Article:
‘Fall’, ‘collapse’, ‘failing’, and even, ‘dying’. These are just a few of the words that have littered headlines the past year, describing the closure of America’s malls and vacant retail spaces. But with the death of brick and mortar stores, one section of retail has thrived—food.
Food has become more than just daily sustenance; people want to experience their food in exciting ways. In 2008, food trucks were all the rage, a trend that is still visible today. Almost ten years later, food halls are taking over the US, one city at a time.
Thanks to the perfect storm of the Food Network, millennials, and “foodie” culture, the food hall trend has skyrocketed in the US market. Per Cushman & Wakefield, the number of existing food hall projects increased 37.1% in the first nine months of 2016. This trend has left its mark on cities like New York City, Chicago, and Los Angeles and is moving its way into Austin, Washington D.C., Miami, and Charleston in 2017.
But what is the difference between the food courts of yore and these newfangled food halls? Why quality, of course. In food halls, you won’t find the stereotypical hot dogs that have been turning on rollers for the past week or slushies with Red Dye 40 like you would a traditional food court. Instead, you will find artisanal enchiladas and hand-rolled chicken dishes.
With a new mission and business model, food halls can escape the confines of a mall food court, bring quality food to surrounding communities, and offer a restaurant incubator-like setting for new chefs.
Here’s Why Food Halls Are Taking Over:
Food halls can be a range of sizes, making blueprints malleable and transitional for just about any location. Not all halls have the sheer size of Chelsea Market (clocking in at 165,000 square feet) or Eataly (not looking too shabby with 50,000 square feet), others can hold their own with smaller spaces like the Smallman Galley (with 6,000 square feet) or the Pennsy (at 8,000 square feet).
Because they can fit a variety of spaces, food halls can be located anywhere that a space is open. For example, empty mall anchor stores can be a good foundation for larger food halls, while the ground floor of office buildings can provide adequate space for smaller models. If there is an available space, food halls can fill and occupy it, giving new purpose.
The ability of food halls to morph into any shape or size free space allows them to focus on the root of their business: providing quality food to the community.
Interestingly enough, food halls are not a new concept. It’s no surprise in the United States that this trend first started to take hold in the cultural mecca of New York City. According to Cushman & Wakefield, a real estate powerhouse, New York City accounts for more than 25.4% of all United States food hall projects.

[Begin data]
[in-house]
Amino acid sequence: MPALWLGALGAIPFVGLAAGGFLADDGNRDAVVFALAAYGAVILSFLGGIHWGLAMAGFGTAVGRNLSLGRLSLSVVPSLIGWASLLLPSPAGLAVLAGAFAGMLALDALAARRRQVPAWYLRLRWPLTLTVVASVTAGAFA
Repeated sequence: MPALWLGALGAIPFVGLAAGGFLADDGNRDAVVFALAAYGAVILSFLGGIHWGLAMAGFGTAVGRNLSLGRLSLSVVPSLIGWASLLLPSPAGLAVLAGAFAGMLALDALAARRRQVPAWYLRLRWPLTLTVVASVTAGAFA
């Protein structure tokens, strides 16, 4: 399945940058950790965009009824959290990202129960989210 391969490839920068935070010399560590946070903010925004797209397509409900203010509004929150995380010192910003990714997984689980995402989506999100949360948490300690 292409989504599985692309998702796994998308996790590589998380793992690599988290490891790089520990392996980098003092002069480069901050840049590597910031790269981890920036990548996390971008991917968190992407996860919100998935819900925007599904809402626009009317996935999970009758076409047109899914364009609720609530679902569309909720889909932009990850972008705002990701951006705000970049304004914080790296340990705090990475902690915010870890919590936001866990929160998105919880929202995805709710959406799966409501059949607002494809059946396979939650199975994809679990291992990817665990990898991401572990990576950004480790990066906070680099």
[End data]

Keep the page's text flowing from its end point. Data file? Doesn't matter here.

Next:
With a flexible location, food halls bring together different palettes, diets, and preferences, all under one roof. Because of the vast offerings in a single space, it creates opportunities for the surrounding community to gather. In the U.S., food halls have gravitated toward cities, because they give office workers a haven to snag lunch, coffee, and a break from their cubicle. If they offer seating, food halls will often use communal tables because the dining space is like no-man’s land. Whether you’re a fan of communal dining or not, this type of seating arrangement leaves the decision up to the patrons whether they want to mingle or stay in their proverbial bubble.
New businesses can drive traffic to neighborhoods and often increase profits of other businesses in the area as well. The business model of a food hall is no different. These food halls present a lower risk option for both developer and hopeful restaurateur, with quick customer turnover and fewer startup costs. While building owners have the ability to charge a higher rent rate (taking popularity into consideration as well), that rate is still less than the cost of an entire restaurant for a chef just starting out. Instead of a sole tenant being responsible for the cost, utilities are often split, lessening what a typical restaurant would pay. Food halls serve as a restaurant incubator for up-and-coming chefs that maybe aren’t quite ready to break out all on their own.
While the quality of food halls is much different than that of a food court, the concept is similar. The beauty of food halls is that they aren’t restaurants; change is a part of the norm. These are places where food-lovers of all kinds can gather together and enjoy new fares daily. The cyclical fashion of always bringing in new talent, food, and customers is exciting for the restaurant industry, even when other sectors of retail seem to be flopping.
With this trend still sweeping the nation, the list of cities with food halls continues to grow, check out this list to see if one is headed toward you!
Need help outfitting your food hall? Call our customer care representatives at 1-800-986-5352 for the latest trends in commercial furniture and what would work best in your establishment.